The tragedies for our small town did not stop there. Literally two months and a day after the Twin Tower attack, on November 12, 2001, American Airline Flight 587 en route to the Dominican Republic plummeted into Rockaway, killing all 260 aboard and five people on the ground. Kathleen Lawler and her son Christopher, a close friend of Charlie Heeran's, were two of those five who lost their lives in the crash.
Now, 11 years later, Hurricane Sandy is challenging the faith and spirit of community in the Rockaways one more time. In Breezy Point alone, over 111 homes were ravished by fires and floods. Sandy carved out a path of disaster in Rockaway as well, where fires destroyed homes and businesses in several sections, one of which was the very same area where the American Airline plane went down years before. Even more horrific and coincidental, was the tragic loss of the Harbor Light Pub, which was owned and established by Barbara and Bearnie Heeran, the parents of Charlie, mentioned above.
How does one family, one community pull together and begin to fathom overcoming such loss? Is it even possible? The thing that I have learned in my 20 years of living in Rockaway is that it is possible. But the only way we are able to do it is because everyone who lives in our small community regards Rockaway as their "Home." And when something happens to your Home and your Family, you get up and do something about it. You act. Within hours of this natural disaster happening, my Facebook was flooded with posts and groups from Rockaway who began to mobilize:
Shane Brennan, another St. Francis de Sales (SFDS) alumnus, traveled from San Diego to provide immediate aid to the community by bringing in water pumps and generators, even hand delivering one to my own mother's house. He and his brother, Eugene, started a charity within hours of the disaster happening. Jamie Jordan, another SFDS alumna, established the "Rockaway Emergency Plan" Facebook page where she has been coordinating volunteer and donation efforts. Catherine Maloney Larson, also a native of Rockaway, has been spearheading networking and live updates on Facebook despite living in Tampa. The "Rockaway Relief Effort" and "Rockaway Wish" pages are hubs on Facebook where residents have been able to get information and guidance on how to get aid. I, myself, have started a West Coast drive through my company, AOL, with a colleague to get donations and supplies over to our ravished hometowns early this week. A few others in Long Island and San Diego are organizing a "re-baby shower registry" for their friend, who gave birth only a week ago and lost practically everything. These are only a few small examples of the countless ways we have pulled together to help each other during this extremely difficult and trying time. We have camaraderie, unity, determination, and the will to make it through this because we have to. This is Rockaway, this is our Home.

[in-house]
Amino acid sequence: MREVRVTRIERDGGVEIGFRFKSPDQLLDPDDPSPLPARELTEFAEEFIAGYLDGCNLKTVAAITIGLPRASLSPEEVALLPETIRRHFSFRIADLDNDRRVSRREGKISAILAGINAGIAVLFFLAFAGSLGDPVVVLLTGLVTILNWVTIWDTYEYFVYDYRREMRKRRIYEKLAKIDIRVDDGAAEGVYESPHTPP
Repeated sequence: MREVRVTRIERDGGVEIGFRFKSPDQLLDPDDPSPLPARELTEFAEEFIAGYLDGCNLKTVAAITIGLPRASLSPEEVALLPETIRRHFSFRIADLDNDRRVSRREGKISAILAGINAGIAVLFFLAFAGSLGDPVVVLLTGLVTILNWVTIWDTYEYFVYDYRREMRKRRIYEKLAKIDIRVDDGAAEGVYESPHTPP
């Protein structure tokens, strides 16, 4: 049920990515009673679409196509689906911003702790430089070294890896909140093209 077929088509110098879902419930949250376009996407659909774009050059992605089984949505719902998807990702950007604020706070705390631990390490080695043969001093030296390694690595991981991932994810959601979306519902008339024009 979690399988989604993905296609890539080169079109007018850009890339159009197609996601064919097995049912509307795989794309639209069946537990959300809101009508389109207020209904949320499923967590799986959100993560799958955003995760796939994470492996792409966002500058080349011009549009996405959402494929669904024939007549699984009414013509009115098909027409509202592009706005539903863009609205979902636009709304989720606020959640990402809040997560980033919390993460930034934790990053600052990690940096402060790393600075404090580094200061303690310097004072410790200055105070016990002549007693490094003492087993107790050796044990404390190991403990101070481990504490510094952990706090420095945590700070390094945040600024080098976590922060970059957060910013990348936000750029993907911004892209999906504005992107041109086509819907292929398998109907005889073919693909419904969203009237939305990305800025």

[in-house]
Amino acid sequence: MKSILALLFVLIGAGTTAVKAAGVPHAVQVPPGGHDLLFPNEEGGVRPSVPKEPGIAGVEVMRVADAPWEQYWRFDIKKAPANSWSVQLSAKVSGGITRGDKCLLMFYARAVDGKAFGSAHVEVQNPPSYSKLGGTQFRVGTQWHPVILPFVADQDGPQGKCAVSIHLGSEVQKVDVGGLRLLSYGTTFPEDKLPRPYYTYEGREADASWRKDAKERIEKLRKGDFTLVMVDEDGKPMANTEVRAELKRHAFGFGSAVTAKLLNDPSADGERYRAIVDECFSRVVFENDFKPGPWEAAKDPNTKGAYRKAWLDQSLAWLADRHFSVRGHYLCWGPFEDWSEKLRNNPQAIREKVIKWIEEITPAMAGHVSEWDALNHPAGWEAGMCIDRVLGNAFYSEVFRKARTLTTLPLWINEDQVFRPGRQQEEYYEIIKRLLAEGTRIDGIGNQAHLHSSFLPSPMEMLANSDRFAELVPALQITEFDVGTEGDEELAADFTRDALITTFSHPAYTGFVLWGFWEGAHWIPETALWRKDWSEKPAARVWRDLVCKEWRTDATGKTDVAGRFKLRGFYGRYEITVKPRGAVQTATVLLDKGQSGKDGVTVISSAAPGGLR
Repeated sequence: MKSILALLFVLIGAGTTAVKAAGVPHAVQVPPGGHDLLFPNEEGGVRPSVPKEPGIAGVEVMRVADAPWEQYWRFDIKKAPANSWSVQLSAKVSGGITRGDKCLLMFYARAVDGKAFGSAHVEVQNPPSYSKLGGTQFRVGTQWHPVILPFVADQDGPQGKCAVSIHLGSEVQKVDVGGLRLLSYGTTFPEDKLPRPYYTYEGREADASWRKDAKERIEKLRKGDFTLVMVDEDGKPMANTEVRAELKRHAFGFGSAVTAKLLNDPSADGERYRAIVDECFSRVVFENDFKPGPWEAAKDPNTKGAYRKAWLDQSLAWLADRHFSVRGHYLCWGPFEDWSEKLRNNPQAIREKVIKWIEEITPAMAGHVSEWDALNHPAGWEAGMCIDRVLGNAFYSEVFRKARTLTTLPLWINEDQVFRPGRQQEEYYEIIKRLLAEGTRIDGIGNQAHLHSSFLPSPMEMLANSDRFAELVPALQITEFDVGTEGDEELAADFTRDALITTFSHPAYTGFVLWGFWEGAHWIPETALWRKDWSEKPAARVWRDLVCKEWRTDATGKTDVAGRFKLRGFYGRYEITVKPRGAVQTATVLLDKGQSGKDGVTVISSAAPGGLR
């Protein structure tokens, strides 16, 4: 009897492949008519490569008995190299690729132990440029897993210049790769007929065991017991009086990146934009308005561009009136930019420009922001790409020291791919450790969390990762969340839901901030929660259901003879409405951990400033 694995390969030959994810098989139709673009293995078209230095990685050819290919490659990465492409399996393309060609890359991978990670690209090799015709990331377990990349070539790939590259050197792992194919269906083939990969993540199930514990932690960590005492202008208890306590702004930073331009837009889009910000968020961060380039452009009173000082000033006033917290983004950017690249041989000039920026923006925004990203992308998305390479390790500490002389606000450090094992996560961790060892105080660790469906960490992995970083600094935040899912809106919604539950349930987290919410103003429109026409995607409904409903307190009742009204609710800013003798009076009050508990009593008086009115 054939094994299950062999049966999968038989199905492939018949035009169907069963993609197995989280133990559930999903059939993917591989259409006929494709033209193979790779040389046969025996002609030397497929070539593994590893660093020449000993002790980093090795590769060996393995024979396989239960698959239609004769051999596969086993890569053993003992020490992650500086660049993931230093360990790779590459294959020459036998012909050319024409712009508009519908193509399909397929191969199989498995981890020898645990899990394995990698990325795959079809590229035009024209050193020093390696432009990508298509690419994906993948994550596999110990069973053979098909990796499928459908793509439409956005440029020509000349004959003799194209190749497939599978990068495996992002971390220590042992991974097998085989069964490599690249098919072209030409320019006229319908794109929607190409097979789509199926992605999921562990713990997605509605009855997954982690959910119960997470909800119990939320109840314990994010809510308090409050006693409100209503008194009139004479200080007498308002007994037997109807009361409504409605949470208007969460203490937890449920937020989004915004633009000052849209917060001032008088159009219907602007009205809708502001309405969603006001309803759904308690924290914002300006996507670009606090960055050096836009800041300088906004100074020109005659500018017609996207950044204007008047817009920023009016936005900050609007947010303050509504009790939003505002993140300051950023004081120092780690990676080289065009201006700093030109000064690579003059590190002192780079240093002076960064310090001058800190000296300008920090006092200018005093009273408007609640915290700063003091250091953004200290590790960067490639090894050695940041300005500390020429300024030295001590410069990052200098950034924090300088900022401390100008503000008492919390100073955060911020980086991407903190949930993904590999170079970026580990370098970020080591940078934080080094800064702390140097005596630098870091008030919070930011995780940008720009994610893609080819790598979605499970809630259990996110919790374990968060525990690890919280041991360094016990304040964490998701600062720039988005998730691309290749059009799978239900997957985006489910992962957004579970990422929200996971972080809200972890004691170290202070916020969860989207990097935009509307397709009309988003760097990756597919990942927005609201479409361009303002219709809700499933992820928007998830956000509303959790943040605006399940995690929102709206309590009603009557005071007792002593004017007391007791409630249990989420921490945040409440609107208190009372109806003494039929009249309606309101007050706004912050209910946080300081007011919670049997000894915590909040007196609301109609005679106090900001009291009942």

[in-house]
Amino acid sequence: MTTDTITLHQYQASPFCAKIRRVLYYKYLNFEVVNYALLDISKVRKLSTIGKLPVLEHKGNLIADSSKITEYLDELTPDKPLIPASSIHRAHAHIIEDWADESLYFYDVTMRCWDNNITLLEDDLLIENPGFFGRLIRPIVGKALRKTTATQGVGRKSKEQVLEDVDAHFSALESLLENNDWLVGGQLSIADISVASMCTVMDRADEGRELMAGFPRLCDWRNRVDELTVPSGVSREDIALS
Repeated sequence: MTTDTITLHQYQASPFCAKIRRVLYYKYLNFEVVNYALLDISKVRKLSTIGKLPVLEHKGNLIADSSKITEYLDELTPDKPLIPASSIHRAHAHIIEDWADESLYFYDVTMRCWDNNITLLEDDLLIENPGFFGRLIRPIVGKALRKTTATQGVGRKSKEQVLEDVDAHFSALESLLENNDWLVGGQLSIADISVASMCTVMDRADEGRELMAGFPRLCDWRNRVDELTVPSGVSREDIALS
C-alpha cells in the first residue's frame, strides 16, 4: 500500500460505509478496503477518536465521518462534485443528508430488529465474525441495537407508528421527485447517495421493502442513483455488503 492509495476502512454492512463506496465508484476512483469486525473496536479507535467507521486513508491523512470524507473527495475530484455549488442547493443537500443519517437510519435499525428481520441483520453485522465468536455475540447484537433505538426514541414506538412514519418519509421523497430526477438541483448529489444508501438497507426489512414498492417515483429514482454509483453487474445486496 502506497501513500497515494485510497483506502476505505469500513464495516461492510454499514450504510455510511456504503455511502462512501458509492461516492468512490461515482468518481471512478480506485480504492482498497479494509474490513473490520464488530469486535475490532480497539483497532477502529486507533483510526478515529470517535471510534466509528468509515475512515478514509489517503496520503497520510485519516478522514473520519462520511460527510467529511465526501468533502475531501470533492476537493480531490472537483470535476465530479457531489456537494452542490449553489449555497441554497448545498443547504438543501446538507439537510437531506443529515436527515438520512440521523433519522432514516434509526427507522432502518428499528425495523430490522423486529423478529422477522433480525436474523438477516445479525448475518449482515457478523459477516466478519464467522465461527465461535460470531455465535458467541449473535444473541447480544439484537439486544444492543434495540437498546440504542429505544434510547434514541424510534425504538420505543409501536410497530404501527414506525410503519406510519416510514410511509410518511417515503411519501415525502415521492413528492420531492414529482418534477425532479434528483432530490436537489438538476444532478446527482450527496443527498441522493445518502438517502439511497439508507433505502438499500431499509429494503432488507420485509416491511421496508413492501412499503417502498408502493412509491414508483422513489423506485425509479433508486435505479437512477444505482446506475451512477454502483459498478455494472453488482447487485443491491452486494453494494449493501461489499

What's fascinating is that even the definition of home itself, with the artificial borders that are oftentimes created between insular communities (in our case Breezy, Rockaway Beach, Far Rockaway, Broad Channel, and the outside world) is redefined. In this instance, the physical breaking down of boundaries helped people see the common ground, the common need. Just as the victims' families from the Dominican Republic came to Rockaway after the tragedy in 2001, now people from other towns including those so-called DFDs and hipsters are here volunteering in Rockaway and staying for more than just a day! People are walking the length of the Rockaways, crossing "turf-lines." People are graciously inviting honest clean up crews into their houses.
In the years that I have lived in Rockaway, I have seen the sun, I've enjoyed the peaceful breeze of the ocean, and I've basked on its warm sandy shores. But I, like all the other residents of this tiny community, have seen the dark days as well. As difficult as it is to see the surreal images of familiar streets in ruins, perhaps it is there that we find the truest meaning of Home: a community that lifts us up when times are the hardest, a family who offers their helping hands when our physical homes are no longer on the map.
My sister-in-law, Melanie Twohig, who also died too young, used to tell her son: "Home is in the heart." Some may dismiss this as a cliché, but immigrants, wanderers, and those afflicted by disasters, know the weight of these words. I, for one, have found home and heart in Rockaway. As have so many others.
I dedicate this post to all of my Family in Rockaway. I dedicate it, especially, to all those who have spent countless hours outside on the streets helping their neighbors and helping strangers. Their unseen labors go mostly unrecognized on Facebook and the news. Yet those acts remind us that Home is much more than a physical house and family is much more than blood relatives. Through their acts, they remind us that Home is a community of friends and strangers, whose fate is woven together. They remind us, too, that Family is a group who knows they're all in it together, even when disaster strikes.
If you would like information about Rockaway charities, please go here.